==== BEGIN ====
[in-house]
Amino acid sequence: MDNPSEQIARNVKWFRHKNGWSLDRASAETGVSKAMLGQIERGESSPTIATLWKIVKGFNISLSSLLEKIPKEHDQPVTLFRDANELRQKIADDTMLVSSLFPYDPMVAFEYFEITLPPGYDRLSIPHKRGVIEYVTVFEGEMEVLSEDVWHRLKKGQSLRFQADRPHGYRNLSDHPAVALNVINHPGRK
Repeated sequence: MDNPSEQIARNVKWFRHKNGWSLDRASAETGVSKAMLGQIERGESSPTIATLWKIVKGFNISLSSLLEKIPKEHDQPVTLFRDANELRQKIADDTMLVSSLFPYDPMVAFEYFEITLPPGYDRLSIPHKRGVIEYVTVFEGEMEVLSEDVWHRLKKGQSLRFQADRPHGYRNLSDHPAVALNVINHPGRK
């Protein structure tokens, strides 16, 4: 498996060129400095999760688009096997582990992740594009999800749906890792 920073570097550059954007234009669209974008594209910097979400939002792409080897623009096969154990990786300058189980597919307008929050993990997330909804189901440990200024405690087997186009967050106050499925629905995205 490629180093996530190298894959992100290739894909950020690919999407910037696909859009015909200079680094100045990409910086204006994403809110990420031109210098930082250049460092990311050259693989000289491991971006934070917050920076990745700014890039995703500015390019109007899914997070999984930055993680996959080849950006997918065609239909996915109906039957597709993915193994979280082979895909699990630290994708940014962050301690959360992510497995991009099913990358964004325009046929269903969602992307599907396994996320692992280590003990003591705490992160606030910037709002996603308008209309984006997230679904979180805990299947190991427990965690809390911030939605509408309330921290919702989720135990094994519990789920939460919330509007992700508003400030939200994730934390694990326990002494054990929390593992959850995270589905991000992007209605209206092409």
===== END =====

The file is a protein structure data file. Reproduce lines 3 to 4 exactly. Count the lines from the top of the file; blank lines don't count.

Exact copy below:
Repeated sequence: MDNPSEQIARNVKWFRHKNGWSLDRASAETGVSKAMLGQIERGESSPTIATLWKIVKGFNISLSSLLEKIPKEHDQPVTLFRDANELRQKIADDTMLVSSLFPYDPMVAFEYFEITLPPGYDRLSIPHKRGVIEYVTVFEGEMEVLSEDVWHRLKKGQSLRFQADRPHGYRNLSDHPAVALNVINHPGRK
């Protein structure tokens, strides 16, 4: 498996060129400095999760688009096997582990992740594009999800749906890792 920073570097550059954007234009669209974008594209910097979400939002792409080897623009096969154990990786300058189980597919307008929050993990997330909804189901440990200024405690087997186009967050106050499925629905995205 490629180093996530190298894959992100290739894909950020690919999407910037696909859009015909200079680094100045990409910086204006994403809110990420031109210098930082250049460092990311050259693989000289491991971006934070917050920076990745700014890039995703500015390019109007899914997070999984930055993680996959080849950006997918065609239909996915109906039957597709993915193994979280082979895909699990630290994708940014962050301690959360992510497995991009099913990358964004325009046929269903969602992307599907396994996320692992280590003990003591705490992160606030910037709002996603308008209309984006997230679904979180805990299947190991427990965690809390911030939605509408309330921290919702989720135990094994519990789920939460919330509007992700508003400030939200994730934390694990326990002494054990929390593992959850995270589905991000992007209605209206092409």